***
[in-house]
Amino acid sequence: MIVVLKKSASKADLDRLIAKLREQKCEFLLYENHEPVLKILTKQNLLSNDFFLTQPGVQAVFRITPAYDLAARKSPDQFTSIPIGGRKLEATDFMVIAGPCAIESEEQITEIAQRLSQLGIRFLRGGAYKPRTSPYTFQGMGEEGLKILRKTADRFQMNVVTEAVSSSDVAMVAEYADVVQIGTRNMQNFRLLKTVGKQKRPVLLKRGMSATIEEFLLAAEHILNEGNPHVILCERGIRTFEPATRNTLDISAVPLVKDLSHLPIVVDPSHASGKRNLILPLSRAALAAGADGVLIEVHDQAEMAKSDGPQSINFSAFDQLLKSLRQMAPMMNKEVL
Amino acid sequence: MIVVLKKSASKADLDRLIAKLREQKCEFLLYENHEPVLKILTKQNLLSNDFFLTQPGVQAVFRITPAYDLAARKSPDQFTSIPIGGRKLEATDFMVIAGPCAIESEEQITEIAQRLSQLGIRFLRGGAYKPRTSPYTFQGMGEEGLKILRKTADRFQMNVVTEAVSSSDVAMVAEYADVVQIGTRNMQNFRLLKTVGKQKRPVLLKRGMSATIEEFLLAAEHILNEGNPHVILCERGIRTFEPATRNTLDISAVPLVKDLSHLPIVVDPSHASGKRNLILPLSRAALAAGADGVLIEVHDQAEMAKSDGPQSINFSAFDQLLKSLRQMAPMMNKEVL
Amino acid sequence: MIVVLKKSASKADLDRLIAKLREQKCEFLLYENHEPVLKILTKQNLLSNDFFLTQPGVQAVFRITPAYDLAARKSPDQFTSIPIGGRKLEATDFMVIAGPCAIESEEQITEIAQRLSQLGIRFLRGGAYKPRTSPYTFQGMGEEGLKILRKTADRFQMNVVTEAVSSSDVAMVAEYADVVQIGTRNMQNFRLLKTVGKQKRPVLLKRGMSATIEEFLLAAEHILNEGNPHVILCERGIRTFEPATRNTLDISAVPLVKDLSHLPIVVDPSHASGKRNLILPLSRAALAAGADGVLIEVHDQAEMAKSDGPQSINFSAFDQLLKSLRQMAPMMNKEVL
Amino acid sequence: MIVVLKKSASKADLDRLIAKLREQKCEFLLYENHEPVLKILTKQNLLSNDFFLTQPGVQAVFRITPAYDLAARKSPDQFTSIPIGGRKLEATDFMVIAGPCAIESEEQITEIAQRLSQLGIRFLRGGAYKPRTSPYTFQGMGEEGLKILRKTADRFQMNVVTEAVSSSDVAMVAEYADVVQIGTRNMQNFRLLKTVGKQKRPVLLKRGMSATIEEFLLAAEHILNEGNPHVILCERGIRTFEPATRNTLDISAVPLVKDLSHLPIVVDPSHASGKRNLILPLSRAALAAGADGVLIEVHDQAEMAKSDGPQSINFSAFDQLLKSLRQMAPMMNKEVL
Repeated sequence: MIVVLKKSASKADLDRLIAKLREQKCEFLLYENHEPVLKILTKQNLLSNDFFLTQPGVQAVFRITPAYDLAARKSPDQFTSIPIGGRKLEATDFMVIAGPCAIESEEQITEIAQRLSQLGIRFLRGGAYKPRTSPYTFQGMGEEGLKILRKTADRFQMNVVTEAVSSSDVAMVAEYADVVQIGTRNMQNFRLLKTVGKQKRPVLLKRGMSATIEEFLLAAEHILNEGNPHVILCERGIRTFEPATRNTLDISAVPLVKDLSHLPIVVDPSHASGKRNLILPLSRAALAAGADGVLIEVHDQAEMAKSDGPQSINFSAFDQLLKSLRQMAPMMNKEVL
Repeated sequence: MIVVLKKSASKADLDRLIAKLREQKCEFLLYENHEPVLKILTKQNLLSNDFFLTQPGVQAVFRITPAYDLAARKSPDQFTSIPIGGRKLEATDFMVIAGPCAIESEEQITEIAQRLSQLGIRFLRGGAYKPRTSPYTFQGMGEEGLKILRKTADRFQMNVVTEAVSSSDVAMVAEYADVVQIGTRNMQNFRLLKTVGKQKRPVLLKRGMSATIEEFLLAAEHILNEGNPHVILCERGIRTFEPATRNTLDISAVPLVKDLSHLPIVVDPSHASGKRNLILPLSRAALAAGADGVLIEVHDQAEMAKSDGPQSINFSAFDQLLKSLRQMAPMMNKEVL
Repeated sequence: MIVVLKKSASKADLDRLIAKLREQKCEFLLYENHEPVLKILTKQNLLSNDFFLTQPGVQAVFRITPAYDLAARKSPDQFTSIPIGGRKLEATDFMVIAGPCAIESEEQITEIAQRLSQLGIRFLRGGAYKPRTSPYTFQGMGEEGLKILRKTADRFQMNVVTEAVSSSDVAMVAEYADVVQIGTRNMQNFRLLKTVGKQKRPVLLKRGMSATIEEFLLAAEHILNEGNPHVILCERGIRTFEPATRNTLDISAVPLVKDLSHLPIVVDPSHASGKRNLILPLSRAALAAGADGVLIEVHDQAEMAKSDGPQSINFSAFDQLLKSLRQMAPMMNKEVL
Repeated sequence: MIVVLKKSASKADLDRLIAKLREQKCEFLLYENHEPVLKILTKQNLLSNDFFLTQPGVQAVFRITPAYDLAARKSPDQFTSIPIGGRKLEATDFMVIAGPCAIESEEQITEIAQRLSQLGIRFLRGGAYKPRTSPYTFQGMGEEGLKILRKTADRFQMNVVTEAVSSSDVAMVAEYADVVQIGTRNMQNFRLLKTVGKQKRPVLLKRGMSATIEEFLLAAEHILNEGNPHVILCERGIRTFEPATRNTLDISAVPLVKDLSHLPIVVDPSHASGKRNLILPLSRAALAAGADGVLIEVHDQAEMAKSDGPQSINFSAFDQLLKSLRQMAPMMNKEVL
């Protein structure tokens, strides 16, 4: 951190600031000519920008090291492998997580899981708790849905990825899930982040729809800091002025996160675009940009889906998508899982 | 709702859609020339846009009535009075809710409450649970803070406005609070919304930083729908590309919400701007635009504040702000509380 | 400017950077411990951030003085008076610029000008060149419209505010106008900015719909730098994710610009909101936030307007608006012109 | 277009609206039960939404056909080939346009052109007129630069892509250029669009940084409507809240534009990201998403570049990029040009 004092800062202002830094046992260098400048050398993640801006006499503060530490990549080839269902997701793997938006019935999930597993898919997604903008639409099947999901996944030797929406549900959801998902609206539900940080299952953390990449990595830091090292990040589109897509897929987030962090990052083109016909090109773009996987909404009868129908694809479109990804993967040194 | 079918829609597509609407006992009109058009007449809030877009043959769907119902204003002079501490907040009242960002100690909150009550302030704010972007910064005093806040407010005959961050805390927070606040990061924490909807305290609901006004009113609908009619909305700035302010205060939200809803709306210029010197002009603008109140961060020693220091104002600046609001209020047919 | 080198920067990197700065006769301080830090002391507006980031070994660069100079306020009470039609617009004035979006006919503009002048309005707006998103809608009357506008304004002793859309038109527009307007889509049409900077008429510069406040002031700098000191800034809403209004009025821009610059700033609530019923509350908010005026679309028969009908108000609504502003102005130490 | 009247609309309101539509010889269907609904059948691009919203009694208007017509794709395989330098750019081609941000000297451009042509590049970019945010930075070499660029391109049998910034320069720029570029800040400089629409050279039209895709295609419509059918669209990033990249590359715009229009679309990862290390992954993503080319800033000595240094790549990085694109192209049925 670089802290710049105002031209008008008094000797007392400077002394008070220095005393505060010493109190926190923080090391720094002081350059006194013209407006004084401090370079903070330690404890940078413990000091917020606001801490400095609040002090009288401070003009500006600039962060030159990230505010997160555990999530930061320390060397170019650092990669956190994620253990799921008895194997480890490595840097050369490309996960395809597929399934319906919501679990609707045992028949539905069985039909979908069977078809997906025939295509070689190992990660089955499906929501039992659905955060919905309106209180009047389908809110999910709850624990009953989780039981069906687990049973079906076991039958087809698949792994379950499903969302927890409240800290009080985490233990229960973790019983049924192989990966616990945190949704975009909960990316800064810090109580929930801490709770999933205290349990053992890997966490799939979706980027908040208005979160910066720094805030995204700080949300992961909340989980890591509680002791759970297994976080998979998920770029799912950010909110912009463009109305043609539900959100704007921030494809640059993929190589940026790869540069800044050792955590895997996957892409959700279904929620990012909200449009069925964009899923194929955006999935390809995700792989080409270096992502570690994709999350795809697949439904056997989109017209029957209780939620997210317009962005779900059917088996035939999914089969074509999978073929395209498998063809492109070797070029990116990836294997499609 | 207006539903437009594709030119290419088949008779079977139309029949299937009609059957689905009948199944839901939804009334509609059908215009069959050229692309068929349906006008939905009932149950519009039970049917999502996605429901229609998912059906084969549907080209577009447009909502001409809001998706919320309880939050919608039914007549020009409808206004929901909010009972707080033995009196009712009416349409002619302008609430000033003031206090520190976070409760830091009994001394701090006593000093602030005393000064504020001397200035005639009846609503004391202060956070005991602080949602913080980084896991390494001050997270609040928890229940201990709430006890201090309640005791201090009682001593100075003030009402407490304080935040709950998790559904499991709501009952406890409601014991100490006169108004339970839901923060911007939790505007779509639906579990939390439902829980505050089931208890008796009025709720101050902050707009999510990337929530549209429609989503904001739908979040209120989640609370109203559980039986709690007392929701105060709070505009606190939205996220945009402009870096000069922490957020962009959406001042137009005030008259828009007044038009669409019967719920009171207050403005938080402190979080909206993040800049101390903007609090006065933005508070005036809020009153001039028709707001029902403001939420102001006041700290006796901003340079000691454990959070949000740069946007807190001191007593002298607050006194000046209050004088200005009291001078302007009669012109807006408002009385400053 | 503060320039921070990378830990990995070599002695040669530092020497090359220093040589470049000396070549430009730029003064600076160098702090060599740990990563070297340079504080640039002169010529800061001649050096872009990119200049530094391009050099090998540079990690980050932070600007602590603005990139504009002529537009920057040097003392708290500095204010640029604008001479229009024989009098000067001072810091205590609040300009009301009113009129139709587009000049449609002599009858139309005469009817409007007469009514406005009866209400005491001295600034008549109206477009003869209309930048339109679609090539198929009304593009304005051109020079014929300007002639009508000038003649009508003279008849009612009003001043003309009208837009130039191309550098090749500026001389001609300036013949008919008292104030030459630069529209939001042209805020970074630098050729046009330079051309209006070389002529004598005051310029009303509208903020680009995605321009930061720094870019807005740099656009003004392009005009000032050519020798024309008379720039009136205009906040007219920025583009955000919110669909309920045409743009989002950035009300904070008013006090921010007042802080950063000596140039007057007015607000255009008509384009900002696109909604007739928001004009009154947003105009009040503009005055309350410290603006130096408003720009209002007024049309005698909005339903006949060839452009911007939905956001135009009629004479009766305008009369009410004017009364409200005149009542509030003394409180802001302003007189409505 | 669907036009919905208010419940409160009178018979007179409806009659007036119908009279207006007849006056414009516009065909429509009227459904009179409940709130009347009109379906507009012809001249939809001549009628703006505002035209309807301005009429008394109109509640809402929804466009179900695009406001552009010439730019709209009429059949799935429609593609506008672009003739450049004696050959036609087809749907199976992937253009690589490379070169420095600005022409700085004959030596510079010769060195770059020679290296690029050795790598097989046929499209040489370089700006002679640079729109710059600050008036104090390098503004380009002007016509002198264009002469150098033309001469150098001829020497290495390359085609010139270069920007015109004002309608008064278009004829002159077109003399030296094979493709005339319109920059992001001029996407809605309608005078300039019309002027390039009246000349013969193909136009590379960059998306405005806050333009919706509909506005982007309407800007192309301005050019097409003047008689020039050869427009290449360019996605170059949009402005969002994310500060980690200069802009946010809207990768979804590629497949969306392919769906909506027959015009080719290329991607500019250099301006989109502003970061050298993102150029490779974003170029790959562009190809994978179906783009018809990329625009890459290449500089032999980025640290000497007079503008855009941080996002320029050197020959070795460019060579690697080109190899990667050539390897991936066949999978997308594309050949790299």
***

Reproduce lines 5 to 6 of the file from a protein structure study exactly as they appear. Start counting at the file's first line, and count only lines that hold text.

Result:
Amino acid sequence: MIVVLKKSASKADLDRLIAKLREQKCEFLLYENHEPVLKILTKQNLLSNDFFLTQPGVQAVFRITPAYDLAARKSPDQFTSIPIGGRKLEATDFMVIAGPCAIESEEQITEIAQRLSQLGIRFLRGGAYKPRTSPYTFQGMGEEGLKILRKTADRFQMNVVTEAVSSSDVAMVAEYADVVQIGTRNMQNFRLLKTVGKQKRPVLLKRGMSATIEEFLLAAEHILNEGNPHVILCERGIRTFEPATRNTLDISAVPLVKDLSHLPIVVDPSHASGKRNLILPLSRAALAAGADGVLIEVHDQAEMAKSDGPQSINFSAFDQLLKSLRQMAPMMNKEVL
Repeated sequence: MIVVLKKSASKADLDRLIAKLREQKCEFLLYENHEPVLKILTKQNLLSNDFFLTQPGVQAVFRITPAYDLAARKSPDQFTSIPIGGRKLEATDFMVIAGPCAIESEEQITEIAQRLSQLGIRFLRGGAYKPRTSPYTFQGMGEEGLKILRKTADRFQMNVVTEAVSSSDVAMVAEYADVVQIGTRNMQNFRLLKTVGKQKRPVLLKRGMSATIEEFLLAAEHILNEGNPHVILCERGIRTFEPATRNTLDISAVPLVKDLSHLPIVVDPSHASGKRNLILPLSRAALAAGADGVLIEVHDQAEMAKSDGPQSINFSAFDQLLKSLRQMAPMMNKEVL